– read the blog post
– here’s Reuterscoverage
– and Bio-IT World‘s take

Related Articles:
Google and the Broad Institute join forces for genomic data sharing
Amazon, Google duke it out for control of cloud genomics
10X Genomics poaches David Jaffe from the Broad Institute
Broad Institute gets $10M to study genetics of cancer drug resistance

Article source: http://www.fiercebiotechit.com/story/google-pair-its-cloud-computing-power-broads-analytic-tools/2015-06-29

Cloud Computing Set to Transform Home Security

The spread of cloud computing and the development of wireless security devices are set to have a transformative impact on the way homes and commercial properties are kept safe from potential intruders.

According to David Ward, business development manager, electronic access control – wireless with Assa Abloy,  the next big paradigm change on the property security market is the introduction of home automation panels that allow owners or occupants to exercise precision control of multiple security functions via the Internet.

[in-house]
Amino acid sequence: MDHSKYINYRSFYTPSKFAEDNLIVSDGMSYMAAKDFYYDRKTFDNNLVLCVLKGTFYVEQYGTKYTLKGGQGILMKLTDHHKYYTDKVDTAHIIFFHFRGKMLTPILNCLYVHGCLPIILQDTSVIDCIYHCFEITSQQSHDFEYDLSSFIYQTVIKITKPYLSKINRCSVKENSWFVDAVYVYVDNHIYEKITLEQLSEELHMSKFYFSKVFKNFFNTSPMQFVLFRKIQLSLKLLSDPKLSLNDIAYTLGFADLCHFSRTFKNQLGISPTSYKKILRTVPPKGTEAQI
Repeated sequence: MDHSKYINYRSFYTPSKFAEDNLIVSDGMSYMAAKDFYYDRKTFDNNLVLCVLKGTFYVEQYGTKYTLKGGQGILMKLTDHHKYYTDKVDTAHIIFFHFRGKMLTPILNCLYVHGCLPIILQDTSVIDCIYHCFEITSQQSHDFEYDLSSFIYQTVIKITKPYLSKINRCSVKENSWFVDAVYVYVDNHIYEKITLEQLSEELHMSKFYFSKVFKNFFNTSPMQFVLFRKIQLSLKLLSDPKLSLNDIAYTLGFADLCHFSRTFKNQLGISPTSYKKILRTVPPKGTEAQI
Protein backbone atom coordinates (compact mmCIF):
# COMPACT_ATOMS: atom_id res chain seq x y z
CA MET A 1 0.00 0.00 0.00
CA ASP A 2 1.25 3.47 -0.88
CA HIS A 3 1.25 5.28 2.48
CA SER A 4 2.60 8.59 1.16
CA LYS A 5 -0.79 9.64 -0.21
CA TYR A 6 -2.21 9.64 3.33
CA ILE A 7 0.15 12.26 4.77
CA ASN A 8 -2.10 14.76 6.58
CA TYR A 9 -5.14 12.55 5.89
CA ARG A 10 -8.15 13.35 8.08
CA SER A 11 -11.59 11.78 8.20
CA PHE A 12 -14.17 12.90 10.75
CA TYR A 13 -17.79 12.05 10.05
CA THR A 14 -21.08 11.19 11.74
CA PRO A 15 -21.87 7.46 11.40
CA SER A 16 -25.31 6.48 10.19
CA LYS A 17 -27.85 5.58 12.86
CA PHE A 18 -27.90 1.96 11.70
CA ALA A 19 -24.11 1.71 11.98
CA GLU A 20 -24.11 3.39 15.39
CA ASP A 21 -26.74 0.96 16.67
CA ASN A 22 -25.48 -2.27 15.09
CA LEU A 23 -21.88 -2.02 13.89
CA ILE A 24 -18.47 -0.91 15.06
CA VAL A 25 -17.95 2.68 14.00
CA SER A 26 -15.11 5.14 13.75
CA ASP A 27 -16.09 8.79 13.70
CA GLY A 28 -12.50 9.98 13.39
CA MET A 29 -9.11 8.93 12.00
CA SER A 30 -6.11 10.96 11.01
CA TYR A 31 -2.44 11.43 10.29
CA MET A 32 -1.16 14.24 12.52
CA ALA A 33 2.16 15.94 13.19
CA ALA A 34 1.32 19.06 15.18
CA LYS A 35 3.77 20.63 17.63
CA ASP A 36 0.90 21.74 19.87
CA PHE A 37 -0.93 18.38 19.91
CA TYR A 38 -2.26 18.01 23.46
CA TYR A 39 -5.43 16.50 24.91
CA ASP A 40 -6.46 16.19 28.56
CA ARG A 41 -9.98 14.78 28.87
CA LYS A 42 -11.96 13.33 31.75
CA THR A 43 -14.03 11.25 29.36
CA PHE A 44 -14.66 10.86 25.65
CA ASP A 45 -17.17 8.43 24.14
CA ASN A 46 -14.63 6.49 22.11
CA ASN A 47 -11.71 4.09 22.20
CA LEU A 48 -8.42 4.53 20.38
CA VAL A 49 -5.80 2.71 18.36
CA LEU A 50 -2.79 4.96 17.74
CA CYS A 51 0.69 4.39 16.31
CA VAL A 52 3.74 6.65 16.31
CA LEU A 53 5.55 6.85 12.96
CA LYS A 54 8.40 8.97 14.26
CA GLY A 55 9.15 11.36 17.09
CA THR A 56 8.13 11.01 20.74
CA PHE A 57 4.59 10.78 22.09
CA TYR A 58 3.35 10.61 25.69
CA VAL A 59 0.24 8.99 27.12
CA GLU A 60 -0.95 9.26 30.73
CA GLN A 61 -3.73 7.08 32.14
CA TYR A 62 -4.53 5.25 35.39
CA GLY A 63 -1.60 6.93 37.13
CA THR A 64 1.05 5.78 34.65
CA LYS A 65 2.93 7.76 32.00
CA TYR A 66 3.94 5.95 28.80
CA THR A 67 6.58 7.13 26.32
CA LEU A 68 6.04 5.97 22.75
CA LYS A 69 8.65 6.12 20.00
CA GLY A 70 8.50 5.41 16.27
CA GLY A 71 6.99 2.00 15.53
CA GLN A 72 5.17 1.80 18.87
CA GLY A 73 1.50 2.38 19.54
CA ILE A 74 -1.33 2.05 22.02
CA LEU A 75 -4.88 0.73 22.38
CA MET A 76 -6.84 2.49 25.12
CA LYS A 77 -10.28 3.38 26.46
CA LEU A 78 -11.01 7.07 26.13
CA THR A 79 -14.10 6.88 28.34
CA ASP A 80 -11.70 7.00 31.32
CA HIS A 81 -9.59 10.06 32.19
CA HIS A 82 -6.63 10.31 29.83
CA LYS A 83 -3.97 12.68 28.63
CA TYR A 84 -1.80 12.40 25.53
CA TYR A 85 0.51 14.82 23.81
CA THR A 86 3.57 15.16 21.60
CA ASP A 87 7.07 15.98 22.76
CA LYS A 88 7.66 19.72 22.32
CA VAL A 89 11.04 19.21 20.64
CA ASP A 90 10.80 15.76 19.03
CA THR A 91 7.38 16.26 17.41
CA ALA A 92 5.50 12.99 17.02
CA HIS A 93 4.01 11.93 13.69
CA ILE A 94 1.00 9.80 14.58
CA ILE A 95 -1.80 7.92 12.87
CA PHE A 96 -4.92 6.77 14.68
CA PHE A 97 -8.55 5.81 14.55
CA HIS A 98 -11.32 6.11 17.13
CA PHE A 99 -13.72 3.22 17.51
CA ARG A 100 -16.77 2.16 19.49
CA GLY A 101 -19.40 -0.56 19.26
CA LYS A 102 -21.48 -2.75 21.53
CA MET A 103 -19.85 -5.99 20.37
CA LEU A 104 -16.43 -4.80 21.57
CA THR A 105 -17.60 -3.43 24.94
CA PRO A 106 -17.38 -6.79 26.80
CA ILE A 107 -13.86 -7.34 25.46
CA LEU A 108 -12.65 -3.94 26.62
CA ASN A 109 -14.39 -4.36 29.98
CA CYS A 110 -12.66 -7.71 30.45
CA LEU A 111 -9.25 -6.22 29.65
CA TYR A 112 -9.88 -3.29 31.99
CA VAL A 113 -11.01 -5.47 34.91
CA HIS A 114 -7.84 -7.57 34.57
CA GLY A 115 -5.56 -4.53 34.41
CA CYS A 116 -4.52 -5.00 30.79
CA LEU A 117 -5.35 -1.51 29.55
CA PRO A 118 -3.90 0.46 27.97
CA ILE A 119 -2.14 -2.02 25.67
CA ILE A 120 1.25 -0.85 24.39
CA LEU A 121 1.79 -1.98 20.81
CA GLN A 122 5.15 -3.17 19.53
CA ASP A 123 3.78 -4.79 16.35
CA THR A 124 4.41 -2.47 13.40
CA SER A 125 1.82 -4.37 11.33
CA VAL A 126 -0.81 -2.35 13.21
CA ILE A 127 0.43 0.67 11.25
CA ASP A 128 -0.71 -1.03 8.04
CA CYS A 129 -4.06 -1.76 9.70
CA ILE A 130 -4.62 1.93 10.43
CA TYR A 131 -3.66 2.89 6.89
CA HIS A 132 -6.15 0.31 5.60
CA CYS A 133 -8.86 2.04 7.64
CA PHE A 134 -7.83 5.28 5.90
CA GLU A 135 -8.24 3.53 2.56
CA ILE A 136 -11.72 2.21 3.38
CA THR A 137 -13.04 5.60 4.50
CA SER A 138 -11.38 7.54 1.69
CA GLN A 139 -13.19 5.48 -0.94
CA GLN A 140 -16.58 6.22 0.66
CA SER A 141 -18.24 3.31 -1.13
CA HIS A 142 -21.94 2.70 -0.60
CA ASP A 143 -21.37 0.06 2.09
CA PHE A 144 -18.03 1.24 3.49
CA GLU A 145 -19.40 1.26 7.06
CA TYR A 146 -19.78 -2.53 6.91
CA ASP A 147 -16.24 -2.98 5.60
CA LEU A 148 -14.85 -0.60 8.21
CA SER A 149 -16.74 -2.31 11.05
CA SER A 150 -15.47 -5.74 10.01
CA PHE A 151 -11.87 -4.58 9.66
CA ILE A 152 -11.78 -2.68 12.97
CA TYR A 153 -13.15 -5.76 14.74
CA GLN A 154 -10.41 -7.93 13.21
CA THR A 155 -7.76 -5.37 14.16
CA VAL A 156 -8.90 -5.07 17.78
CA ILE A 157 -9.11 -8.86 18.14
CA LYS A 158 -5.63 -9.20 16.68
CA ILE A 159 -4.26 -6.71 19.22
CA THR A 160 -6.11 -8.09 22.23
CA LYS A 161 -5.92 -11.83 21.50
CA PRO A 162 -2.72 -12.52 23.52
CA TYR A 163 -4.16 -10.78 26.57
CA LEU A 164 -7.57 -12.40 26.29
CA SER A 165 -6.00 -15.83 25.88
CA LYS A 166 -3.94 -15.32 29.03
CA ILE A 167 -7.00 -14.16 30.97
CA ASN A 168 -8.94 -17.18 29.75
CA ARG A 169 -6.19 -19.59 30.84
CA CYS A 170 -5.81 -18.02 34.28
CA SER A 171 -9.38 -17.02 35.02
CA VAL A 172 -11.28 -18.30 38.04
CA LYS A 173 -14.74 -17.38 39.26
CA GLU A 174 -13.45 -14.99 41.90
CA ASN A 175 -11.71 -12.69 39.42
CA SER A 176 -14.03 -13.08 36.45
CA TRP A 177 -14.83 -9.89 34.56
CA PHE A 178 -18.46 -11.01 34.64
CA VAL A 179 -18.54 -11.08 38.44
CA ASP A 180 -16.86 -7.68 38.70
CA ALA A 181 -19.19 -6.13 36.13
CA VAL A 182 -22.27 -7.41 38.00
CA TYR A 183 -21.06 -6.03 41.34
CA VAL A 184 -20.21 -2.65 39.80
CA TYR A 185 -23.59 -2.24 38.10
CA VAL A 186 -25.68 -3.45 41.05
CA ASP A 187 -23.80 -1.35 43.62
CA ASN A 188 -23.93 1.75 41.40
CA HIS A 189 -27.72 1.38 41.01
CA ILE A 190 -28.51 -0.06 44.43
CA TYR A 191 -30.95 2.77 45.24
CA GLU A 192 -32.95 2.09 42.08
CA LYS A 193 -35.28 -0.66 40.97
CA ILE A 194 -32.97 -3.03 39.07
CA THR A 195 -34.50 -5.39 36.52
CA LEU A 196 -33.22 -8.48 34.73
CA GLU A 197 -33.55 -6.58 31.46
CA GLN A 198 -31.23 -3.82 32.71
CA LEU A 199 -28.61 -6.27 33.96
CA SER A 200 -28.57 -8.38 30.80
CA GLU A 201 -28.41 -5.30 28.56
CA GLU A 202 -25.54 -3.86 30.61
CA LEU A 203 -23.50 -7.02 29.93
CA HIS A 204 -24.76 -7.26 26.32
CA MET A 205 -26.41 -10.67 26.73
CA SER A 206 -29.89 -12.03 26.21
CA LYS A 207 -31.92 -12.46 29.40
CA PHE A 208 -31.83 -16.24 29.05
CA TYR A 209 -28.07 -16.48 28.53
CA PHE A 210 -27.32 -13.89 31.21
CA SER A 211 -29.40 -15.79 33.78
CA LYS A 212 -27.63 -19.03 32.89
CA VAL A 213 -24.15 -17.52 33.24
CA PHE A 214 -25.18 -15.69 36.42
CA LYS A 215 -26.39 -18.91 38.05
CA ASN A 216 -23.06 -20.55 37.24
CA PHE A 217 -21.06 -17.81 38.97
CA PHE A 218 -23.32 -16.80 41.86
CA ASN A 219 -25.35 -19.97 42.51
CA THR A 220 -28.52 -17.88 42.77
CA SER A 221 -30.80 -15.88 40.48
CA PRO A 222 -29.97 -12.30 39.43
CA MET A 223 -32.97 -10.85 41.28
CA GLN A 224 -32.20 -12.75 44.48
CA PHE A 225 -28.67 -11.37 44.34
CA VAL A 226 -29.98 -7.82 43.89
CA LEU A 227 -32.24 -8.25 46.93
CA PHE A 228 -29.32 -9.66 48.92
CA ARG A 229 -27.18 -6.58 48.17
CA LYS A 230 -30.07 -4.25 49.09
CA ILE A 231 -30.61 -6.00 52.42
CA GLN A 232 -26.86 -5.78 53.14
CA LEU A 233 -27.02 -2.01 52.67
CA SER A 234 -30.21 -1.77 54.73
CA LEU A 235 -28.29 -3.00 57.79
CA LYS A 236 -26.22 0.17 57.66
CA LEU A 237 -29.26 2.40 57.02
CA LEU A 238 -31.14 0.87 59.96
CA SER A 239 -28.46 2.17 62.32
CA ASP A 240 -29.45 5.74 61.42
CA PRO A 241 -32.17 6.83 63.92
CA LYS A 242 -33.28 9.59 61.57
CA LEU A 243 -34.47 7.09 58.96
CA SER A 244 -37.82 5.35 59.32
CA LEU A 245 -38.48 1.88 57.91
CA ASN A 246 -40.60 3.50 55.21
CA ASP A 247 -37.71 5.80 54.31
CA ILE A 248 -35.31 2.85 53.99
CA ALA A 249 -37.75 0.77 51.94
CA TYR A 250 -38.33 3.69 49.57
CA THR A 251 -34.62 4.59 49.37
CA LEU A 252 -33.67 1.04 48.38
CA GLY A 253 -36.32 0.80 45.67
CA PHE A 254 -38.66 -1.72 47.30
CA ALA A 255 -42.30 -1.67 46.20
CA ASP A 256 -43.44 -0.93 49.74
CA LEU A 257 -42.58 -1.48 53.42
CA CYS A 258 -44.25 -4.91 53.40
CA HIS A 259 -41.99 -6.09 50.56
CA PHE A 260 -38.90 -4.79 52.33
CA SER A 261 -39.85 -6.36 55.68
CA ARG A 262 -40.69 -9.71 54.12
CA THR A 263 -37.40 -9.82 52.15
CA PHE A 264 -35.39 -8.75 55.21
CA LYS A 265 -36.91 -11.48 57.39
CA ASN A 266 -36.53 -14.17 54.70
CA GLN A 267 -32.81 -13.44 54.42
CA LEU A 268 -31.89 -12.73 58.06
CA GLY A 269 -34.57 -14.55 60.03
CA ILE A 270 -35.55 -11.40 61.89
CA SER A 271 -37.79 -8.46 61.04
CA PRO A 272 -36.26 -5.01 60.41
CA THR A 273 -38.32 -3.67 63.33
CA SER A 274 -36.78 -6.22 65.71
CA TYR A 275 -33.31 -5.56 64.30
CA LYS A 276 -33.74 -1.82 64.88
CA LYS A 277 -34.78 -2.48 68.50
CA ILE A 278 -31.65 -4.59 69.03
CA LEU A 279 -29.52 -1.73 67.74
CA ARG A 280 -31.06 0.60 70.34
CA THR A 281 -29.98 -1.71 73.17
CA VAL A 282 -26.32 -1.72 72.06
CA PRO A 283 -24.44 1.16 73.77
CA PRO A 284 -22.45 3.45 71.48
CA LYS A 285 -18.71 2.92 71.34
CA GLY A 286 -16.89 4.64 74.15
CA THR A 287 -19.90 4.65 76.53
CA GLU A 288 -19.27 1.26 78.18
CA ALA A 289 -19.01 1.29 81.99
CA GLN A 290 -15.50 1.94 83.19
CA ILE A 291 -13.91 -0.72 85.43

“The latest home automation panels are capable of incorporating multiple security features together, that can all be accessed and controlled via an online server,” he said.

Ward notes that a key driver in the expansion of the home automation panel market has been the increased use of centralized server and software systems by multiple manufacturers, facilitating deployment of their products.

“On the market at the moment there are a lot of home automation panels coming out that are all using the same server platform – alarm.com for example,” said Ward. “This allows a number of manufacturers to link to it as though it were an Internet portal, so they don’t have to do their own web development and they don’t have to have provide their own servers.

“It’s really opening up the wireless market – we’re right on the cusp of a big transformation, with every manufacturer looking at these panels.”

Ward said that these new cloud-connected panel provide highly enhanced levels of functionality to concerned building managers and homeowners.